Dr. Umar Bey, showed me his belief and his confidence.  When he mentioned that everyone should master the Law of Vibrations, I believe that because one can go a long way by the feel of the person you come across.  Master of Self is very important to me.  To put myself first and to want what I want for myself, what for everyone else is not a selfish act.  I have to get what I can get then give to everyone who is willing to get, that is awesome.  He made me feel that all is not lost because if it was I would not be where I am today.  I learned many things that night, thanks to Dr. Bey.  When I saw that old bug spray can, my thoughts went back to my grandmother using it and I wondered, did she know that was invented by a black man.  Even to the point of brushing her hair, did she know about that also.  I know that in these days education is very important but after listening to Dr. Umar Bey, I know that knowledge is very very powerful and without it, I wonder how far can one really go.  Thank you Dr. Umar Bey.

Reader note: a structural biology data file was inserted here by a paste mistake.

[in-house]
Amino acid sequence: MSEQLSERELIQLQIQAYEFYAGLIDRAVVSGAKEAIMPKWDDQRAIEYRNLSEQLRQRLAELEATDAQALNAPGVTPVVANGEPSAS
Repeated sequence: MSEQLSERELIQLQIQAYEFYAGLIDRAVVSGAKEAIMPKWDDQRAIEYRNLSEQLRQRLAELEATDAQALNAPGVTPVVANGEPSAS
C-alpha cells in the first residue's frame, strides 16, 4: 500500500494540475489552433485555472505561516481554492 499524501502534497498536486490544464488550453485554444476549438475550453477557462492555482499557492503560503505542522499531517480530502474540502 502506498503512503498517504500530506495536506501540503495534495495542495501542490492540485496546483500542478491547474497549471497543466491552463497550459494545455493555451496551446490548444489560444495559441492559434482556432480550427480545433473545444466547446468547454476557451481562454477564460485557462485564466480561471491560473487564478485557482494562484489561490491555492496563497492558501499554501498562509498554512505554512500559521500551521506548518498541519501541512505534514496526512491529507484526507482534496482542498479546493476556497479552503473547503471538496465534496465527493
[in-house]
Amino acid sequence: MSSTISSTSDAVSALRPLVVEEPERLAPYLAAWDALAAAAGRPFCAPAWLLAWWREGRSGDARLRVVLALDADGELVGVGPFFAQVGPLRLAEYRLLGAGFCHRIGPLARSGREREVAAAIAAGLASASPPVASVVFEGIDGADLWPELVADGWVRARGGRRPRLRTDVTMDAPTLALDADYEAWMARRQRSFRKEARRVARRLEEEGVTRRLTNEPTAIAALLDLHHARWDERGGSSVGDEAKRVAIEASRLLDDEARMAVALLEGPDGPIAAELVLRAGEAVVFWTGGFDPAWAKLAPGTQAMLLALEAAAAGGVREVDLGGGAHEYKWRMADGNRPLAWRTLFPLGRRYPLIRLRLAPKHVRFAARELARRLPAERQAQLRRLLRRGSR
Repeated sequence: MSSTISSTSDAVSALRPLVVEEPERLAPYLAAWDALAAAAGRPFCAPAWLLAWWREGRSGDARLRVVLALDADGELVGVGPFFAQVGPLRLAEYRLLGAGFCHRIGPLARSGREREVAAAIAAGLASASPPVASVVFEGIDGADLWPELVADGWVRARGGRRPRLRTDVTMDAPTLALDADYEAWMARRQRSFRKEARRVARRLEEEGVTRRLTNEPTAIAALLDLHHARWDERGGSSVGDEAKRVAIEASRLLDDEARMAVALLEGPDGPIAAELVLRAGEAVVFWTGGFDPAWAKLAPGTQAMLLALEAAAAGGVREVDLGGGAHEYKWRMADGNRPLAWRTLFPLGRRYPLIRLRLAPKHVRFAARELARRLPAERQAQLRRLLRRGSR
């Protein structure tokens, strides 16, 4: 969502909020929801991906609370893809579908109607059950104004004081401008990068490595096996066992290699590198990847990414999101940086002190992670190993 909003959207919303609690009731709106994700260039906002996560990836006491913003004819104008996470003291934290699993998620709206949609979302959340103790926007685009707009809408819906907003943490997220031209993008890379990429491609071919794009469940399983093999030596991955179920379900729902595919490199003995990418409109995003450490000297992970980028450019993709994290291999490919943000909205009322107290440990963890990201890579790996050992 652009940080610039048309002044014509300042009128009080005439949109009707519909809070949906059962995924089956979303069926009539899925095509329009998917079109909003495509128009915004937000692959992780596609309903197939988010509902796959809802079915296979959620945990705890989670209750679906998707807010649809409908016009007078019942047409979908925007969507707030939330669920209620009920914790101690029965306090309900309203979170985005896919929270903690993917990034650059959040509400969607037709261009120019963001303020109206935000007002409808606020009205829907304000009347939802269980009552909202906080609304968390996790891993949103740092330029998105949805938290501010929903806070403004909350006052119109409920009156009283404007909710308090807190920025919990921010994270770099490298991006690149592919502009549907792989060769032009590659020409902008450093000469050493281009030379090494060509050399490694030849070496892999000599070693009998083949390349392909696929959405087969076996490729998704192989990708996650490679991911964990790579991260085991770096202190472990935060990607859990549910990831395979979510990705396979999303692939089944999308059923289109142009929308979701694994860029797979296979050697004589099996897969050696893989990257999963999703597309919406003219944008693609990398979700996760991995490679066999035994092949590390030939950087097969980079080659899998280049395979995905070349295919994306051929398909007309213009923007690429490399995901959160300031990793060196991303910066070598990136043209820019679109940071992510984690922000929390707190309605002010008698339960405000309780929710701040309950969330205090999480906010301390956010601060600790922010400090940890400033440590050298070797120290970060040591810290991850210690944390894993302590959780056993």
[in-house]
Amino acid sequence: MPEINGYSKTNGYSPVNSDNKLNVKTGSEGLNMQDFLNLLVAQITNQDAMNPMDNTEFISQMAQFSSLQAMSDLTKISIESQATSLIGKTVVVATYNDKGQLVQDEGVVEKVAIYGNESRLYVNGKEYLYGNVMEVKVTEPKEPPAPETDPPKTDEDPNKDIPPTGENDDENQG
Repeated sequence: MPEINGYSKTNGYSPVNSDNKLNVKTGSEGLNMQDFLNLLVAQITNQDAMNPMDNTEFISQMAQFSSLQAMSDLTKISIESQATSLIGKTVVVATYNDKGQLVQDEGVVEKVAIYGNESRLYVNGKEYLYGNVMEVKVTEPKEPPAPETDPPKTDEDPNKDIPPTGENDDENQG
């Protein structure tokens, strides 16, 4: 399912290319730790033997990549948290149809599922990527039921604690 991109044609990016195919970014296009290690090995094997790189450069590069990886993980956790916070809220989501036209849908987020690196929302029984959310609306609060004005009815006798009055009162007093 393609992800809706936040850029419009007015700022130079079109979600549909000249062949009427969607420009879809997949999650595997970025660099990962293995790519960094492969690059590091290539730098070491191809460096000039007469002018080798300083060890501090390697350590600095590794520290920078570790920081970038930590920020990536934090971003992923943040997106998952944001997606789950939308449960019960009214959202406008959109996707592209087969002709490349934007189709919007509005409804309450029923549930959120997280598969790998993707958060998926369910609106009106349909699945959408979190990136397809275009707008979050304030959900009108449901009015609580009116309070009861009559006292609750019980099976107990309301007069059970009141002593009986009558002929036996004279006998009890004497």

Student K
The presentation held on 22 February 2011 by Dr. Bey was aimed at enlightening people with respect to black inventors. The presentation was very well done, hilighting many everyday items invented by blacks as many as 200 years ago. These items ranged from the ice cream scooper to the TV remote we use today to the start of the bug spray can.

The most intriguing part of Dr Beyʼs speech was the summary of the super soaker invention. The inventor, Lonnie Johnson, made over 100 million dollars in the first year of production. That number boggles the mind when we consider the fact it has been more than 20 years since the advent of the popular water gun.
What learned symposium is that Black History is not used only in the month of February. It is used in everyday life. Dr. Umar Bey showed us all of the different types of invention that african americans invented. Many of the african american inventors became rich off of there inventions being used in daily life now. Dr. Bey showed that we could appreciate black history even if we arent african american. He told us that its more that just for african americans. All races have the right to celebrate and be thankful for what many of the african Americans contributed to us. What i really like about Dr. Bey is that he has been all over world and knows whats its like in many parts of the world. He even has two books out. His first book he had sold for hundreds of dollars on Amazon at one time.